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Due diligence is a critical part of any M&A deal. By thoroughly preparing for the M&A process and knowing what to expect during due diligence, including the questions you should be ready to answer, you’ll stand a much better chance of a successful and profitable transaction.

But what types of questions are typically asked during the due diligence process? Failing to appear organized and properly prepared for the process can create concerns for the buyer, potentially putting the deal and your business at risk.

Any due diligence process should begin with basic organizational questions about your company and its finances. Depending on your M&A partner, there may be various other types of questions asked as well.

This due diligence checklist will guide you through each step of the process, listing some of the most commonly asked questions during due diligence.

Due Diligence Checklist

Due diligence is a comprehensive evaluation of a business's operations, finances, legal standing, and other relevant areas. To ensure a thorough assessment, this checklist of questions can help guide the process and ensure that no critical areas are overlooked.

1. Company information

This should be the first bullet in your due diligence checklist because this information will provide you with insights into the business’s decision-making processes, strategic direction, management style, priorities, labor relations, and potential issues.

  • Who owns the company?

  • What is the company’s organizational structure?

  • Who are the company’s shareholders?

    • What percentage of the company does each shareholder own?

  • What are the company’s articles of incorporation?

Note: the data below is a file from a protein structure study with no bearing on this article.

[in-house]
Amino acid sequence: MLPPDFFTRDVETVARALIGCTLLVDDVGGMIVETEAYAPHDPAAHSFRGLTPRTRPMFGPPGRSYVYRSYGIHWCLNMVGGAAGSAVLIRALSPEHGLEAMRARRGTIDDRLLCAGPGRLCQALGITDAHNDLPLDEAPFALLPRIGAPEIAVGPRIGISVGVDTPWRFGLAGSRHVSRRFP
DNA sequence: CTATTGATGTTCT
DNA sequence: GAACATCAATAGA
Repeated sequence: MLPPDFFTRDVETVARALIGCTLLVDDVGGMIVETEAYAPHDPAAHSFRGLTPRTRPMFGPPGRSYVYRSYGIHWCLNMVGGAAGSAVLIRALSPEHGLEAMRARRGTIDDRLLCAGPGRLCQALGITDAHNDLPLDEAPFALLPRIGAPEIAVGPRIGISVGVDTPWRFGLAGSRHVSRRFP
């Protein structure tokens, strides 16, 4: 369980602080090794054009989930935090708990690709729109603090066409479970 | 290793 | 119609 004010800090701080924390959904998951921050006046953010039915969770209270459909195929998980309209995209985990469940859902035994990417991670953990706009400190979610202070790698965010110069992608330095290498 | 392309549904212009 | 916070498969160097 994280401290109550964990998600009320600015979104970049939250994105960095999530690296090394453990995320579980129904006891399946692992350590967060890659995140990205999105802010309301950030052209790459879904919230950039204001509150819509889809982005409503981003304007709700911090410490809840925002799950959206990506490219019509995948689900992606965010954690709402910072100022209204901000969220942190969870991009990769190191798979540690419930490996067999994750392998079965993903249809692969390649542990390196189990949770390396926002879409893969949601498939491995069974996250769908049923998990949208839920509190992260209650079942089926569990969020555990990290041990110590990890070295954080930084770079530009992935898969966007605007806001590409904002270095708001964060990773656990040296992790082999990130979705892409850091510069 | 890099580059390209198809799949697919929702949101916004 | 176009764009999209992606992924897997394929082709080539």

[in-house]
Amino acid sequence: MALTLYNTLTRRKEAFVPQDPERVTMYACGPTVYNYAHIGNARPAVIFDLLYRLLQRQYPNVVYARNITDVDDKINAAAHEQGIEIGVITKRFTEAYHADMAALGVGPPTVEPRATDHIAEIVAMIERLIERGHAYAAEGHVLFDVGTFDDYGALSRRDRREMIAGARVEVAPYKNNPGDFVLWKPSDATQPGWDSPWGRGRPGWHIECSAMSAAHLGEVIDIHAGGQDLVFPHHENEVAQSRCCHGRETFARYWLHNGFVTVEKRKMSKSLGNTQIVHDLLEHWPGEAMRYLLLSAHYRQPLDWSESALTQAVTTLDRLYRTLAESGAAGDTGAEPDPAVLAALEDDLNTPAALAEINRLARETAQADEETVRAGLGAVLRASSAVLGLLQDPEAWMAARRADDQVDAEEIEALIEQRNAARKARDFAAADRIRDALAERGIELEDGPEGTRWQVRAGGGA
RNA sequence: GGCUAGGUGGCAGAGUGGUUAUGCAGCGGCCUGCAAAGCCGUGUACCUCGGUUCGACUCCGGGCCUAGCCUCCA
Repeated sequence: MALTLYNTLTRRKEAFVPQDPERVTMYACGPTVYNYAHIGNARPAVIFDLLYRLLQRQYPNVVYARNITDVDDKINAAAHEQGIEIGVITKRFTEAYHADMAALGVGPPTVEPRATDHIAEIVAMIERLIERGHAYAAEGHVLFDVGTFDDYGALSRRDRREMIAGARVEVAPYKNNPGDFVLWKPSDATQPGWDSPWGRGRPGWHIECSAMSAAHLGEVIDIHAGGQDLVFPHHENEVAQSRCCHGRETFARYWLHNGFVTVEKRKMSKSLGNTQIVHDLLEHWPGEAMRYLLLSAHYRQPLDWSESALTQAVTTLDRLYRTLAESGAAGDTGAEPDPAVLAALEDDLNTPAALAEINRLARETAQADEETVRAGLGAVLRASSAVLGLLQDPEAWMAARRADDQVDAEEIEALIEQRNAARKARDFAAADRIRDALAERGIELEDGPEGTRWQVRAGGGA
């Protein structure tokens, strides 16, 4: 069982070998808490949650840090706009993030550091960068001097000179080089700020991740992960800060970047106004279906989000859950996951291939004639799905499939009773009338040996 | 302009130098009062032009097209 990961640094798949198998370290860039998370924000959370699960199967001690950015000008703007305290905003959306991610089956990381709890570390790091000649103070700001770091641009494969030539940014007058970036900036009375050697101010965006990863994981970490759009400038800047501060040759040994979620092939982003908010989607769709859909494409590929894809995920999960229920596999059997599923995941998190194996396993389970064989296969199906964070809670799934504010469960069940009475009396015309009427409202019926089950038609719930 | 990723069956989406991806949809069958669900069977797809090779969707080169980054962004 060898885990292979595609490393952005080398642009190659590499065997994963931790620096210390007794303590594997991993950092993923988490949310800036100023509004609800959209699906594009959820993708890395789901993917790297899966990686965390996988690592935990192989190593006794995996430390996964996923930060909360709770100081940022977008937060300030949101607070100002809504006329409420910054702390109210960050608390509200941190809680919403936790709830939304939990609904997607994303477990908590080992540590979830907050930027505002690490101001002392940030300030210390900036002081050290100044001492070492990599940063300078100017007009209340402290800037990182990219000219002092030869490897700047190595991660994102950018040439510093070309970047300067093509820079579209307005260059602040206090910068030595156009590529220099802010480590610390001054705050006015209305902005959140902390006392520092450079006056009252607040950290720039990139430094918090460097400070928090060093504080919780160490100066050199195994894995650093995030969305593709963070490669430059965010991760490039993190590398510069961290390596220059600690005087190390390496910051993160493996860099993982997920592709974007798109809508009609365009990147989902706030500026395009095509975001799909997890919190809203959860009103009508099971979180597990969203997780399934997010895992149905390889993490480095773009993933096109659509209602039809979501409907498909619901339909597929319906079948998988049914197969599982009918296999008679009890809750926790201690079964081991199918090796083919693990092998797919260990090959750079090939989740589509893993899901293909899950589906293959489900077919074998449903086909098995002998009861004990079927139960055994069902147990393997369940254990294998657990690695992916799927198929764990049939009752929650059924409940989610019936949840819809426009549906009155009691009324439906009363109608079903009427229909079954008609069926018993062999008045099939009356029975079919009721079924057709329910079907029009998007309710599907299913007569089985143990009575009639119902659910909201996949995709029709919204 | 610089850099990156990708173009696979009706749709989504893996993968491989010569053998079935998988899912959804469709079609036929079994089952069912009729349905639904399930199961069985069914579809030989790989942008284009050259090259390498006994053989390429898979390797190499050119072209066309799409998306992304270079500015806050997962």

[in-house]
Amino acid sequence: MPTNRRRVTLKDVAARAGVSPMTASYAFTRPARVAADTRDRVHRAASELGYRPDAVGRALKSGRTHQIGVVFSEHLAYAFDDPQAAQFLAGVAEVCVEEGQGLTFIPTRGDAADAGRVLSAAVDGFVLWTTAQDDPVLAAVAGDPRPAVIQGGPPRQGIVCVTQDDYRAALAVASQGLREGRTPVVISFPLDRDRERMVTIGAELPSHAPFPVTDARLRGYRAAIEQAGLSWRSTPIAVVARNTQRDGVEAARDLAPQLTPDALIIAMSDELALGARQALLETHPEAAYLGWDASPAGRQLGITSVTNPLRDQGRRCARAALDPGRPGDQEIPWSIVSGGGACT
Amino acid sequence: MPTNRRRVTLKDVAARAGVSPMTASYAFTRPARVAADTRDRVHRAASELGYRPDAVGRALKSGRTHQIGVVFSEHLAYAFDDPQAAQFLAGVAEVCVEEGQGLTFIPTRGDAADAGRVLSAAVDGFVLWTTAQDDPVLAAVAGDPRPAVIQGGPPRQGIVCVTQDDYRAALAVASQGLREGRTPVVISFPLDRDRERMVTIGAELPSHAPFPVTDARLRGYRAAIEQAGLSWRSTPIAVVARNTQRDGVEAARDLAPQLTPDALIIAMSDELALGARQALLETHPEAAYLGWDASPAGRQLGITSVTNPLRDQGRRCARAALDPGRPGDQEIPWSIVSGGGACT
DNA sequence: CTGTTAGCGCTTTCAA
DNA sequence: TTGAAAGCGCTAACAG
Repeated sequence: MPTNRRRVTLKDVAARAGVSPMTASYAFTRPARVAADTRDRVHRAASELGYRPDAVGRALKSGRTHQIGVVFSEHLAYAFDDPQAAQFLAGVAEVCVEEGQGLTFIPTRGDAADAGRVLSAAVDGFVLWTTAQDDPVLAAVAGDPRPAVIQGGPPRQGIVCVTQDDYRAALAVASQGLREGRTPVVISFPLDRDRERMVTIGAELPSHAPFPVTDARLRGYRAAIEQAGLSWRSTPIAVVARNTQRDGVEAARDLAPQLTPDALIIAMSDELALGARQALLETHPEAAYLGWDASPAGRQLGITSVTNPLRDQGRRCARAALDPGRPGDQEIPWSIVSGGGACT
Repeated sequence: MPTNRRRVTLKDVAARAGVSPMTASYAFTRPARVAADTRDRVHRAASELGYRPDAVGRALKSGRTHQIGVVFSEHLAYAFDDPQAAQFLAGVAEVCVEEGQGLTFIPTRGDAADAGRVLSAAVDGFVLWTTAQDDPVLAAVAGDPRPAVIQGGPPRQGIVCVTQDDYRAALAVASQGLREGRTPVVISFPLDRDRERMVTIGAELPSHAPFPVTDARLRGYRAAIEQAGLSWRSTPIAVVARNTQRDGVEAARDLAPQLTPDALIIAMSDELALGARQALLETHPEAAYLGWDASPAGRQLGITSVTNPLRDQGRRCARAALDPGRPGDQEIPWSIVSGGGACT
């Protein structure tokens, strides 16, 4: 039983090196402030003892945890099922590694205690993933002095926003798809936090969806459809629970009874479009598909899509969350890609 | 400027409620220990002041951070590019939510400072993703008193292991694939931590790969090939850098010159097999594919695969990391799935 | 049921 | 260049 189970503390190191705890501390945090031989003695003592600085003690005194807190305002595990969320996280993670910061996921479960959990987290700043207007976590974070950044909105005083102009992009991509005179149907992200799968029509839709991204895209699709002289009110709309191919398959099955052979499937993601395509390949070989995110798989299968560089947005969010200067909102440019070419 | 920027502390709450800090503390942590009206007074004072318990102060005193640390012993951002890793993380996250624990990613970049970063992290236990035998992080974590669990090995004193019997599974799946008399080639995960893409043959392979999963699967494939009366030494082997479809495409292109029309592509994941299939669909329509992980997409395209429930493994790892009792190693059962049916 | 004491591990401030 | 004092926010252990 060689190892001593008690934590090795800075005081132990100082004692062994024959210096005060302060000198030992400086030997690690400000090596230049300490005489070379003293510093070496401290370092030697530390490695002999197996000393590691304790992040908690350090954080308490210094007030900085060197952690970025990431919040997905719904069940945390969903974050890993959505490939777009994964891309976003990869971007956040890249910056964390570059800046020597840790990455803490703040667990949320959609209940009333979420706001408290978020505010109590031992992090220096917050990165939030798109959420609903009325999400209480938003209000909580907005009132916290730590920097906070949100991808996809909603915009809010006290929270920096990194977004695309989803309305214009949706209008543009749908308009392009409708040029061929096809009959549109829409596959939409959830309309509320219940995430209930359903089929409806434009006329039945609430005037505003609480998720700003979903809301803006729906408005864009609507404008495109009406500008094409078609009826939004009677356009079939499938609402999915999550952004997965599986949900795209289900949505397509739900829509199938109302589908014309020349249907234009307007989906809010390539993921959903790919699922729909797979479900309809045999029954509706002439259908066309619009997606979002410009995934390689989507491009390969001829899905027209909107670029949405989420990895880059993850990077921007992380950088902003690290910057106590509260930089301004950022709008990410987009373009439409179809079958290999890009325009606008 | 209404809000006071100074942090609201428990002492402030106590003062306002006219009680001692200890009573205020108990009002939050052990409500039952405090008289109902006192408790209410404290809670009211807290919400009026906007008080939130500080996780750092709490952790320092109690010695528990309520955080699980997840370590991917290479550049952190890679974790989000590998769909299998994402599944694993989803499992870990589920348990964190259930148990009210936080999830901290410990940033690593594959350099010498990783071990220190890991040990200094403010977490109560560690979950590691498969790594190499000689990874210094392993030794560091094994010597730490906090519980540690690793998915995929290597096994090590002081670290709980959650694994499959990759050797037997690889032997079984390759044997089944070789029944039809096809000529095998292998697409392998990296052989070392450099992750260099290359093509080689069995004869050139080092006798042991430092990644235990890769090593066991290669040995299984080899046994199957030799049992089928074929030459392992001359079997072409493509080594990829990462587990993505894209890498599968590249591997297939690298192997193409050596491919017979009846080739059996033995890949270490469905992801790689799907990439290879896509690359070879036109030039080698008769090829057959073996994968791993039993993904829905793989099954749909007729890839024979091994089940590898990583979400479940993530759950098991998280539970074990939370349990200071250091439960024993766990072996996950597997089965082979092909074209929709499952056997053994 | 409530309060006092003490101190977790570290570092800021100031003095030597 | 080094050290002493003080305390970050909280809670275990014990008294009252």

• Where is the company’s certificate of good standing from the state in which the business is registered?

  • What are the company bylaws?

  • Where are the company’s most recent annual reports and minutes from board meetings?

  • Who is on the company’s senior management team, including job title, salary, and years in the position?

  • What are the company’s employee benefits?

  • Are the company’s employees unionized?

    • If so, what is their contract?

2. Finances

Obtaining a company credit report, as well as material related to a company's tax and other financial statements, is crucial for conducting proper due diligence. This information sheds light on a business's financial health, its ability to generate profits, and potential risks and liabilities that may impact future operations.

  • Where are the company’s quarterly and annual financial statements from the past several years?
    • This includes the company’s balance sheets, accounts receivable, accounts payable, and income statements.
  • Where are the company’s federal, state, local, and foreign tax returns from the past several years?
  • How often are the company’s financial statements and tax returns audited?
  • What are the company’s itemized business expenses?
  • What is the company’s gross profit margin?
    • Is it increasing or decreasing?
  • How much debt is the company carrying?
  • What capital expenditures does the company plan to make in the near future?
  • What are the company’s current financial models and forecasts for future business activity?
    • Does the business have adequate financial resources to continue operations?

3. Products and services

Your due diligence checklist should cover questions regarding information about products and services. Not only will it help you assess their status, but you’ll learn who their vendors and suppliers are. This will allow you to evaluate the competitiveness of the business. Additionally, identifying a business’s main competitors and what they offer is important in determining the future success of the business.

  • What are the company’s current and future products and services?

    • How do these compare to those of the company’s competitors?

  • Who are the company’s most important competitors, both now and in the future?